Friday, 29 November 2013

Thyroid Disease : Thyroid hormone resistance syndrome – The Symptoms

Thyroid is one of the largest endocrine glands found in the neck, below the Adam’s Apple with the function of regulating the body use of energy, make of proteins by producing its hormones as a result of the stimulation of thyroid-stimulating hormone (TSH) produced by the anterior pituitary.
Thyroid disease is defined as a condition of malfunction of thyroid. Hyperthyroidism is a condition in which the thyroid gland is over active and produces too much thyroid hormones. Hypothyroidism is a condition in which the thyroid gland is under active and produces very little thyroid hormones. Thyroid cancer is defined as condition in which the cells in the thyroid gland have become cancerous.
Thyroid hormone resistance syndrome
Thyroid hormone resistance syndrome is defined as a condition of which affected individuals have elevated serum thyroid hormone levels and inappropriately normal or elevated thyroid-stimulating hormone (TSH) but are usually clinically euthyroid and require no treatment. Selective pituitary resistance to thyroid hormone (PRTH) is characterized by resistance in the pituitary gland but not in peripheral tissues(a).
A. Symptoms
1. hyperactivity, emotional lability, a below average intelligence quotient, and short stature
Thyroid hormone resistance mutations are associated with a wide variety of phenotypes and subsequent treatment challenges. Among the more common symptoms are hyperactivity, emotional lability, a below average intelligence quotient, and short stature(1).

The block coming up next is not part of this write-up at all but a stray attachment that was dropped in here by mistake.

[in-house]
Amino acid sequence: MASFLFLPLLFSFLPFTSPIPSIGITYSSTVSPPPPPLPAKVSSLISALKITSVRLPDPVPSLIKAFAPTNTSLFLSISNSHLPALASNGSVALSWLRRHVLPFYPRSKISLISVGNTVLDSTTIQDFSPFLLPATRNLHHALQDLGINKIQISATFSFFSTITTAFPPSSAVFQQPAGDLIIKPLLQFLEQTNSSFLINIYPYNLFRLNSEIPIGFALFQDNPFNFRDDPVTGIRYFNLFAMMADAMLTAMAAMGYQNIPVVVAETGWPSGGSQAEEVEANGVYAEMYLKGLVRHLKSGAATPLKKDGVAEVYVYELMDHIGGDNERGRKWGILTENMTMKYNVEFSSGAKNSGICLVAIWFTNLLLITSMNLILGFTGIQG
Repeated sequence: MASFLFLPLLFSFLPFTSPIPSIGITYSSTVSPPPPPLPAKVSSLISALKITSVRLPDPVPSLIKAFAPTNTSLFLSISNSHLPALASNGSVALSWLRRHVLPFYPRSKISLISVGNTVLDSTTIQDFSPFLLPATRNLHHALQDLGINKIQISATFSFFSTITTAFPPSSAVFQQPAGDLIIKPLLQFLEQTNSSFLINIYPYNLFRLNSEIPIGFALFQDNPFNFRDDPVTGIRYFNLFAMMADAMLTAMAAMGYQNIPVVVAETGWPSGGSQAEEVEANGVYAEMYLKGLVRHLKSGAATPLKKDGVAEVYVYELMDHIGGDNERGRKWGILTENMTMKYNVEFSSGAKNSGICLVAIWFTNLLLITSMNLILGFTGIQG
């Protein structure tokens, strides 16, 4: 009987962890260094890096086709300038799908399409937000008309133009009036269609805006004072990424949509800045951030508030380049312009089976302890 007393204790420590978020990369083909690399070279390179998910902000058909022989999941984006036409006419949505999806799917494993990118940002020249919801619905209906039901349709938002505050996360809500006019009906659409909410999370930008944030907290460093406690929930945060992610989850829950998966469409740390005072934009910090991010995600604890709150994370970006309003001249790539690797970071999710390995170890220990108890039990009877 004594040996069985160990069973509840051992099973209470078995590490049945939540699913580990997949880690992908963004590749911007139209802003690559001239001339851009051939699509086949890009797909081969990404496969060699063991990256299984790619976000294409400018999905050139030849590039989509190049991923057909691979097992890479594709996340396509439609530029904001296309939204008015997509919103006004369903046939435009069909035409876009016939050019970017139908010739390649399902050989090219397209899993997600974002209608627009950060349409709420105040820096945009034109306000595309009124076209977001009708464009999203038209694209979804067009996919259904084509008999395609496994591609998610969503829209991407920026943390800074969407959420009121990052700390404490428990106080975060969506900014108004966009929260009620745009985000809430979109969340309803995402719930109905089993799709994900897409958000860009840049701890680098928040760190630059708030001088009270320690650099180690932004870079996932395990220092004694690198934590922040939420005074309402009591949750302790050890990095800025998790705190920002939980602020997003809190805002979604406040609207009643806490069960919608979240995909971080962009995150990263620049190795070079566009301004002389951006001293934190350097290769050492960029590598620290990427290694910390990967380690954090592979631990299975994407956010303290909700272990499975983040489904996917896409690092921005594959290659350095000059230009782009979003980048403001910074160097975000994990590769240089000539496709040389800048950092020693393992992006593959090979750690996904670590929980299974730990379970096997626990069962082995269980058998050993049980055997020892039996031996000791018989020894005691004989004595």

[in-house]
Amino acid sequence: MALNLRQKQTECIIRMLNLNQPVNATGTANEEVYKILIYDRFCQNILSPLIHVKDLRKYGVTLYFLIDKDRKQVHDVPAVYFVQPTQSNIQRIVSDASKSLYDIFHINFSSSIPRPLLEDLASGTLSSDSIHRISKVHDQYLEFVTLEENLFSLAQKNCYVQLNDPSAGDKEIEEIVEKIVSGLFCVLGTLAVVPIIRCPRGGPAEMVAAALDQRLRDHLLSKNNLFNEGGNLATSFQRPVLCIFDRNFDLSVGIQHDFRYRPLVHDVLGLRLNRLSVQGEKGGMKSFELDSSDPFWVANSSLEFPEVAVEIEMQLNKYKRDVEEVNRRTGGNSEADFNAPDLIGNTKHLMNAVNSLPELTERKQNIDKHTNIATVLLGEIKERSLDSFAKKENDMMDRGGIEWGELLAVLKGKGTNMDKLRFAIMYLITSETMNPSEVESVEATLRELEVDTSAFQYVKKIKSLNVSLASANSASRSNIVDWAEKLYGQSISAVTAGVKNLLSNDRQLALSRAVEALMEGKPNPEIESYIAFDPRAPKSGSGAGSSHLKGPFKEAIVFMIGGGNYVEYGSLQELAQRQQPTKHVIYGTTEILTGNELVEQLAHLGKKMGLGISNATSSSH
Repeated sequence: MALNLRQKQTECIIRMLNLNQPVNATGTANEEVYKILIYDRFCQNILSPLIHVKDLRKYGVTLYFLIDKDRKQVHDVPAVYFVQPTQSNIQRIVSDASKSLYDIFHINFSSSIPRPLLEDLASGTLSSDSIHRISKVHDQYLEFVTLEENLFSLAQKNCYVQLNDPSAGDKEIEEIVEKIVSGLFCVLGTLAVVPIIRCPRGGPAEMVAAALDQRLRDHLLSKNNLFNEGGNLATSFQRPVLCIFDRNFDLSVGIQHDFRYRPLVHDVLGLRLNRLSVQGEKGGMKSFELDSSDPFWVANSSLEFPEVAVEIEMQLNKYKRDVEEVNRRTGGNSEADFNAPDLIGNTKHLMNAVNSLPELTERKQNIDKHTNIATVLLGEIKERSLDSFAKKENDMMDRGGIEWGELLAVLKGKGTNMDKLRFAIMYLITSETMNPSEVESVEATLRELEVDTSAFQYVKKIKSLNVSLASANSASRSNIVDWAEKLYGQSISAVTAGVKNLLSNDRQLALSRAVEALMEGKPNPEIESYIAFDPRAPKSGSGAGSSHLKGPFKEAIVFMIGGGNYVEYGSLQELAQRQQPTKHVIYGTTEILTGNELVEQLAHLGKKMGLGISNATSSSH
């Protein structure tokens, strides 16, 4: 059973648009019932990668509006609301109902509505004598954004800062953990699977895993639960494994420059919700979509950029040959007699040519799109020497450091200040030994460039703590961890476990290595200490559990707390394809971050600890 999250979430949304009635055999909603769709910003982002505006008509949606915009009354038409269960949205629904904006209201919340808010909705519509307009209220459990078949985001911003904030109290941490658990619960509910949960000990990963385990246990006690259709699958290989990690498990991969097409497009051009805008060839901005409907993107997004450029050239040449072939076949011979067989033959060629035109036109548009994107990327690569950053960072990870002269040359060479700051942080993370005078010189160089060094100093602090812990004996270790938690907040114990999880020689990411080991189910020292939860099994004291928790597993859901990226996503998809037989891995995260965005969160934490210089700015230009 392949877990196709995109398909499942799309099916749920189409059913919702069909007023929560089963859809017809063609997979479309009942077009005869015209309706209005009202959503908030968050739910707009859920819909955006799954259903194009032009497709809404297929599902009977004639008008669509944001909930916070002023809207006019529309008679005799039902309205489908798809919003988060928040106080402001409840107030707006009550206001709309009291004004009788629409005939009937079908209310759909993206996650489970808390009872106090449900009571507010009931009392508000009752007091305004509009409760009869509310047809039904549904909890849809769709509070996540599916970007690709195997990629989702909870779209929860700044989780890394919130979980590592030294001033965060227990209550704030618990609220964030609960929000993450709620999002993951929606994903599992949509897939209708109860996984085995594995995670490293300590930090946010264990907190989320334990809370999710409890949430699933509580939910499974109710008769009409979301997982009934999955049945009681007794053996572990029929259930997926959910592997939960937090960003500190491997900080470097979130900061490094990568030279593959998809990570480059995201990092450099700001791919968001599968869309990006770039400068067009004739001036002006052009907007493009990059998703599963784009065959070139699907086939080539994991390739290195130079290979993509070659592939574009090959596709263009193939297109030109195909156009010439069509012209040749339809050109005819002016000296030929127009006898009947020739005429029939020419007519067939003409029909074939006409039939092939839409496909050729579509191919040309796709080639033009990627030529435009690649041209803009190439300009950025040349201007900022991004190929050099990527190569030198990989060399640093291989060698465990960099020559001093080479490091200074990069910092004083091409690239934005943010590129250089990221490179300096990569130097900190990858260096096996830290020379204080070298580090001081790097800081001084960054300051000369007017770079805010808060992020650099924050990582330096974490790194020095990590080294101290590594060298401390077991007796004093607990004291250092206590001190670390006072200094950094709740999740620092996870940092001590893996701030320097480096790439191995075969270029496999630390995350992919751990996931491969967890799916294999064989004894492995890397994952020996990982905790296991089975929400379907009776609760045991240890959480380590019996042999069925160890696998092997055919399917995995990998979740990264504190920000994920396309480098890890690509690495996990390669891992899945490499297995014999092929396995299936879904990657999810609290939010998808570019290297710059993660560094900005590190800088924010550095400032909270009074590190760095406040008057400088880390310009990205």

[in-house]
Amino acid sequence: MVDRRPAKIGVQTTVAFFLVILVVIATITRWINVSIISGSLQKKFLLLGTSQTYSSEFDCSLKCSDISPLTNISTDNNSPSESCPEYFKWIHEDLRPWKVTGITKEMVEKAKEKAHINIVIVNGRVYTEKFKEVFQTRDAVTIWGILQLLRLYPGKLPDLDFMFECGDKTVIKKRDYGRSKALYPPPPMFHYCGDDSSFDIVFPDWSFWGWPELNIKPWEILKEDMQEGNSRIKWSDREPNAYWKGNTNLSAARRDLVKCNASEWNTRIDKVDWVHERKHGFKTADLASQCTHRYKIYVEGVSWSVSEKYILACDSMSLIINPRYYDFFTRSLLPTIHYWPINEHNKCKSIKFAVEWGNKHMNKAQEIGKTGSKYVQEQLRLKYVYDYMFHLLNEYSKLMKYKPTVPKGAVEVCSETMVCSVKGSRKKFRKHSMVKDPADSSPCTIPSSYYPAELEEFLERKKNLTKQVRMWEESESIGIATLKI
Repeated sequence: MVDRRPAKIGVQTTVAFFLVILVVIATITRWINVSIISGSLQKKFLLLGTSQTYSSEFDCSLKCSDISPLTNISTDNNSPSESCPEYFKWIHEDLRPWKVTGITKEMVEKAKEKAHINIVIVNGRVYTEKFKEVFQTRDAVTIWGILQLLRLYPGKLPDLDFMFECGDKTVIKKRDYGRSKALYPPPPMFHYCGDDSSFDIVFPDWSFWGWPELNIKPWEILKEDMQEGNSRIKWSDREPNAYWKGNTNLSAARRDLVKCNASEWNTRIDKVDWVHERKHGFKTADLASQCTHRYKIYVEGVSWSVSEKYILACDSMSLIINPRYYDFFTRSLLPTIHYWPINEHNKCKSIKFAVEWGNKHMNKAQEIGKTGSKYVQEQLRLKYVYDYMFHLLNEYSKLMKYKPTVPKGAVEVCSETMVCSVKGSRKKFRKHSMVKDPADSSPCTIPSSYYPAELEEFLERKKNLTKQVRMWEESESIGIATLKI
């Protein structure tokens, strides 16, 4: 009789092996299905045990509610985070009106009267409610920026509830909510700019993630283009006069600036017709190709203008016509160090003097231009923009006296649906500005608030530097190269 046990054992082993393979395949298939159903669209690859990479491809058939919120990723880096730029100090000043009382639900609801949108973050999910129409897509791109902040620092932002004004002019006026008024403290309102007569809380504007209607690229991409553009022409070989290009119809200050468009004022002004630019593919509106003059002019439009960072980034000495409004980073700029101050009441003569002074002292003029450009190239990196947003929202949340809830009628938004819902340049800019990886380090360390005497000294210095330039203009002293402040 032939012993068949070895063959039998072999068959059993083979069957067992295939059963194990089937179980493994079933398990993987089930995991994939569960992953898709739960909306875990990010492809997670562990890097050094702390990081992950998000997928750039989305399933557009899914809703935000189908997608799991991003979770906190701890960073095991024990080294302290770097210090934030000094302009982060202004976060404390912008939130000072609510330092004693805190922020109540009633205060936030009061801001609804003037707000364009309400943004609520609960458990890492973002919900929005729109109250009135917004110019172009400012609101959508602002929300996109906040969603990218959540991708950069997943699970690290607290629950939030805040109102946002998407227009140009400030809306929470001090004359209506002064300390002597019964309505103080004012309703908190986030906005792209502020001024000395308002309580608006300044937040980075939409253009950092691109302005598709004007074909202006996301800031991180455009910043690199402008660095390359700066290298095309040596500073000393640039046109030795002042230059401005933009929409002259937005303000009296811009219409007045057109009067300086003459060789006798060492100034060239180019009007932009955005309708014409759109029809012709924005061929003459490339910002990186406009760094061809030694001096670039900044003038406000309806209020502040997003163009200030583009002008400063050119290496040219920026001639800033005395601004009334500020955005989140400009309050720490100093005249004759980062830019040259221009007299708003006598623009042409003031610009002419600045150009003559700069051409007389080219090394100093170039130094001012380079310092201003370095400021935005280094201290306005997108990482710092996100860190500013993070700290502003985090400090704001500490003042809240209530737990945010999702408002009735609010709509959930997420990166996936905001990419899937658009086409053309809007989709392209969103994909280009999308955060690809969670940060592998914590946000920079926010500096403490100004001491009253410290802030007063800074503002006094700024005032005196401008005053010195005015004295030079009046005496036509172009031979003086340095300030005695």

2. Hyperthyroid symptoms
There is a first case report of a resistance to thyroid hormone in a neonate presenting with hyperthyroid symptoms born to a mother with Graves’ disease and treated with methimazole and iodine(2). such as Sudden weight loss, rapid heartbeat (tachycardia), increased appetite, nervousness, anxiety and irritability, tremor, etc(3).
3. Psychiatric disorders
There is a report of six children from five unrelated families with esistance to thyroid hormone (RTH). All patients grew normally and presented variable symptoms that were treated according to need. Two patients developed psychiatric disorders. Only one of the four affected parents exhibited clinical signs of RTH (tachycardia and depression)(4).
4. Other symptoms
According to the study by the Northwestern University Medical School,, clinical effects of RTH can include short stature, delayed bone maturation, hyperactivity, learning disabilities, and hearing defects, as well as variable features of hyper- and hypothyroidism(5). Others indicated that RTH symptoms include failure to thrive, growth retardation and attention-deficit hyperactivity disorder in childhood, and goitre and thyrotoxic cardiac symptoms in adults(5a).
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